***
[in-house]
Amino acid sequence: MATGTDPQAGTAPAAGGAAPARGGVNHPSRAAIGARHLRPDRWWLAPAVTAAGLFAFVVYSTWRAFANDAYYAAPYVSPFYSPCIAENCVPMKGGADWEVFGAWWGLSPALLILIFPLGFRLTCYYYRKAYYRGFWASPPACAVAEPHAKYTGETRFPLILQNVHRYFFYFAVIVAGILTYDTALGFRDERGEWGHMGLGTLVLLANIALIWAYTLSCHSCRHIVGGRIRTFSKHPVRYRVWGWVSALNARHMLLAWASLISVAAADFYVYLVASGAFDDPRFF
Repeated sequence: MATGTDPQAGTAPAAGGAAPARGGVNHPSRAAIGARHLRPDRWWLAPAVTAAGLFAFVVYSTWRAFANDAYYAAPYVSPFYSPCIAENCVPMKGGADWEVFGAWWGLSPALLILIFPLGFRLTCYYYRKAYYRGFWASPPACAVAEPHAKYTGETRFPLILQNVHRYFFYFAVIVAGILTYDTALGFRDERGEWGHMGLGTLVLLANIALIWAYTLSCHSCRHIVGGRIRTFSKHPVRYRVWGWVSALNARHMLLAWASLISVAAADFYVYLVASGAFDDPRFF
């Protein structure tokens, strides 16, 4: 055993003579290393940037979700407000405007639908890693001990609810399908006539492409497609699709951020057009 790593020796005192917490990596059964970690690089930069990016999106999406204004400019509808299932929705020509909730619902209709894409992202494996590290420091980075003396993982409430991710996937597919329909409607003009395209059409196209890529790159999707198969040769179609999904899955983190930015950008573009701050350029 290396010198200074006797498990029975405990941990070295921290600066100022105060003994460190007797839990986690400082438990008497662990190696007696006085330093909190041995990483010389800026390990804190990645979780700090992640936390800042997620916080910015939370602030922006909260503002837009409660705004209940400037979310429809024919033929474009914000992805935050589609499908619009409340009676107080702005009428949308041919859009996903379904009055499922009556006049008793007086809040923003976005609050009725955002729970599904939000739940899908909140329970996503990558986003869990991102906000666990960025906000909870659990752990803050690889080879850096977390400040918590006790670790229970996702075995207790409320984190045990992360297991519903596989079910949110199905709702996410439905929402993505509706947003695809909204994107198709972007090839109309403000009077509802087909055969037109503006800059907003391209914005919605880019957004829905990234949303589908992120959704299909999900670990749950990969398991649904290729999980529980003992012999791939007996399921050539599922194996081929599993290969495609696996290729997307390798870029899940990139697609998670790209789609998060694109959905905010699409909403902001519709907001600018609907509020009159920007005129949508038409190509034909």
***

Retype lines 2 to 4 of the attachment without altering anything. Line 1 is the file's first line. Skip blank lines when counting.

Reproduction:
Amino acid sequence: MATGTDPQAGTAPAAGGAAPARGGVNHPSRAAIGARHLRPDRWWLAPAVTAAGLFAFVVYSTWRAFANDAYYAAPYVSPFYSPCIAENCVPMKGGADWEVFGAWWGLSPALLILIFPLGFRLTCYYYRKAYYRGFWASPPACAVAEPHAKYTGETRFPLILQNVHRYFFYFAVIVAGILTYDTALGFRDERGEWGHMGLGTLVLLANIALIWAYTLSCHSCRHIVGGRIRTFSKHPVRYRVWGWVSALNARHMLLAWASLISVAAADFYVYLVASGAFDDPRFF
Repeated sequence: MATGTDPQAGTAPAAGGAAPARGGVNHPSRAAIGARHLRPDRWWLAPAVTAAGLFAFVVYSTWRAFANDAYYAAPYVSPFYSPCIAENCVPMKGGADWEVFGAWWGLSPALLILIFPLGFRLTCYYYRKAYYRGFWASPPACAVAEPHAKYTGETRFPLILQNVHRYFFYFAVIVAGILTYDTALGFRDERGEWGHMGLGTLVLLANIALIWAYTLSCHSCRHIVGGRIRTFSKHPVRYRVWGWVSALNARHMLLAWASLISVAAADFYVYLVASGAFDDPRFF
């Protein structure tokens, strides 16, 4: 055993003579290393940037979700407000405007639908890693001990609810399908006539492409497609699709951020057009 790593020796005192917490990596059964970690690089930069990016999106999406204004400019509808299932929705020509909730619902209709894409992202494996590290420091980075003396993982409430991710996937597919329909409607003009395209059409196209890529790159999707198969040769179609999904899955983190930015950008573009701050350029 290396010198200074006797498990029975405990941990070295921290600066100022105060003994460190007797839990986690400082438990008497662990190696007696006085330093909190041995990483010389800026390990804190990645979780700090992640936390800042997620916080910015939370602030922006909260503002837009409660705004209940400037979310429809024919033929474009914000992805935050589609499908619009409340009676107080702005009428949308041919859009996903379904009055499922009556006049008793007086809040923003976005609050009725955002729970599904939000739940899908909140329970996503990558986003869990991102906000666990960025906000909870659990752990803050690889080879850096977390400040918590006790670790229970996702075995207790409320984190045990992360297991519903596989079910949110199905709702996410439905929402993505509706947003695809909204994107198709972007090839109309403000009077509802087909055969037109503006800059907003391209914005919605880019957004829905990234949303589908992120959704299909999900670990749950990969398991649904290729999980529980003992012999791939007996399921050539599922194996081929599993290969495609696996290729997307390798870029899940990139697609998670790209789609998060694109959905905010699409909403902001519709907001600018609907509020009159920007005129949508038409190509034909």